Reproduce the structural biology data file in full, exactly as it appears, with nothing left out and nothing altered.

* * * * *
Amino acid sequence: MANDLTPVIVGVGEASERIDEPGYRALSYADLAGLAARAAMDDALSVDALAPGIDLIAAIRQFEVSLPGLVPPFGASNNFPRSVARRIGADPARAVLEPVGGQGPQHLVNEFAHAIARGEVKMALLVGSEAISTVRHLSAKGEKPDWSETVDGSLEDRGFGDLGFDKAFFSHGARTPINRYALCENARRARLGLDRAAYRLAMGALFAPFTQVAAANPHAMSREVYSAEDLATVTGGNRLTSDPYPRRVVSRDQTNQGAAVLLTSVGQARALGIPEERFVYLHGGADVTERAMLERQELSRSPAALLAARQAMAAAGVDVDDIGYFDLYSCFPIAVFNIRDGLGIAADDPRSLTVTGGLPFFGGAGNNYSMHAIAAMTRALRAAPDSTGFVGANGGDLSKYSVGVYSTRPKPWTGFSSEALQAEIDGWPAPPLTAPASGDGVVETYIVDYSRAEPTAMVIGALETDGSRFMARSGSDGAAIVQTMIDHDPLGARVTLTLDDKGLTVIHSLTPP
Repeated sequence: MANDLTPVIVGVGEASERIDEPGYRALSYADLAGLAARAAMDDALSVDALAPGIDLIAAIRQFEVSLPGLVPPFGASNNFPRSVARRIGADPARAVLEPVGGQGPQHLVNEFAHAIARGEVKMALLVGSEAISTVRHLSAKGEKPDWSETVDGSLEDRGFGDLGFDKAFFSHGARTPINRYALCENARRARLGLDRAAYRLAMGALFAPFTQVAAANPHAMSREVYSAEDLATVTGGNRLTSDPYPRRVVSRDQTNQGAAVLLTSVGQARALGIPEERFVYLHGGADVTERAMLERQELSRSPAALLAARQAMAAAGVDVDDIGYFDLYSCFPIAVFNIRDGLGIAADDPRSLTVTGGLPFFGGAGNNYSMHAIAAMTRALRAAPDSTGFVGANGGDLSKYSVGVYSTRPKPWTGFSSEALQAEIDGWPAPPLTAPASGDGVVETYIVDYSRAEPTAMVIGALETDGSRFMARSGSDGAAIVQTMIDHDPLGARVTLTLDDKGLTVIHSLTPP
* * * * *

Amino acid sequence: MANDLTPVIVGVGEASERIDEPGYRALSYADLAGLAARAAMDDALSVDALAPGIDLIAAIRQFEVSLPGLVPPFGASNNFPRSVARRIGADPARAVLEPVGGQGPQHLVNEFAHAIARGEVKMALLVGSEAISTVRHLSAKGEKPDWSETVDGSLEDRGFGDLGFDKAFFSHGARTPINRYALCENARRARLGLDRAAYRLAMGALFAPFTQVAAANPHAMSREVYSAEDLATVTGGNRLTSDPYPRRVVSRDQTNQGAAVLLTSVGQARALGIPEERFVYLHGGADVTERAMLERQELSRSPAALLAARQAMAAAGVDVDDIGYFDLYSCFPIAVFNIRDGLGIAADDPRSLTVTGGLPFFGGAGNNYSMHAIAAMTRALRAAPDSTGFVGANGGDLSKYSVGVYSTRPKPWTGFSSEALQAEIDGWPAPPLTAPASGDGVVETYIVDYSRAEPTAMVIGALETDGSRFMARSGSDGAAIVQTMIDHDPLGARVTLTLDDKGLTVIHSLTPP
Repeated sequence: MANDLTPVIVGVGEASERIDEPGYRALSYADLAGLAARAAMDDALSVDALAPGIDLIAAIRQFEVSLPGLVPPFGASNNFPRSVARRIGADPARAVLEPVGGQGPQHLVNEFAHAIARGEVKMALLVGSEAISTVRHLSAKGEKPDWSETVDGSLEDRGFGDLGFDKAFFSHGARTPINRYALCENARRARLGLDRAAYRLAMGALFAPFTQVAAANPHAMSREVYSAEDLATVTGGNRLTSDPYPRRVVSRDQTNQGAAVLLTSVGQARALGIPEERFVYLHGGADVTERAMLERQELSRSPAALLAARQAMAAAGVDVDDIGYFDLYSCFPIAVFNIRDGLGIAADDPRSLTVTGGLPFFGGAGNNYSMHAIAAMTRALRAAPDSTGFVGANGGDLSKYSVGVYSTRPKPWTGFSSEALQAEIDGWPAPPLTAPASGDGVVETYIVDYSRAEPTAMVIGALETDGSRFMARSGSDGAAIVQTMIDHDPLGARVTLTLDDKGLTVIHSLTPP